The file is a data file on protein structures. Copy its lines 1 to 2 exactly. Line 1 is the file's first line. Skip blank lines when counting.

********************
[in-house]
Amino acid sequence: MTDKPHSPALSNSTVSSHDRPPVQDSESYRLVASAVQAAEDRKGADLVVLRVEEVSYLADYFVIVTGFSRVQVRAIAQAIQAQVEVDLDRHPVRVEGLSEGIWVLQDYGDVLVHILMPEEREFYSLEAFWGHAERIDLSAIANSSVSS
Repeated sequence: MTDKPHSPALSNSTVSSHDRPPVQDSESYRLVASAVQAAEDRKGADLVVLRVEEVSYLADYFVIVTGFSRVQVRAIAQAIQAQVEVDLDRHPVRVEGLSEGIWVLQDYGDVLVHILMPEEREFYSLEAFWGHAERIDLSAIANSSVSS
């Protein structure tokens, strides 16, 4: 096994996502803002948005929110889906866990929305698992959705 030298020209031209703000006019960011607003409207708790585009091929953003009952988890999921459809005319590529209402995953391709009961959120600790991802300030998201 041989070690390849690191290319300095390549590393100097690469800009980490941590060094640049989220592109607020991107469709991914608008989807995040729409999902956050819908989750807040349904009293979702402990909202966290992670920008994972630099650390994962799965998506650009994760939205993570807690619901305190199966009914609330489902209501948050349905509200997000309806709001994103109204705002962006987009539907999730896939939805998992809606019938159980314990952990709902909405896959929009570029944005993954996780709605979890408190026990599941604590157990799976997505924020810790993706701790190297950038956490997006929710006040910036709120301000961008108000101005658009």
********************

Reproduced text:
[in-house]
Amino acid sequence: MTDKPHSPALSNSTVSSHDRPPVQDSESYRLVASAVQAAEDRKGADLVVLRVEEVSYLADYFVIVTGFSRVQVRAIAQAIQAQVEVDLDRHPVRVEGLSEGIWVLQDYGDVLVHILMPEEREFYSLEAFWGHAERIDLSAIANSSVSS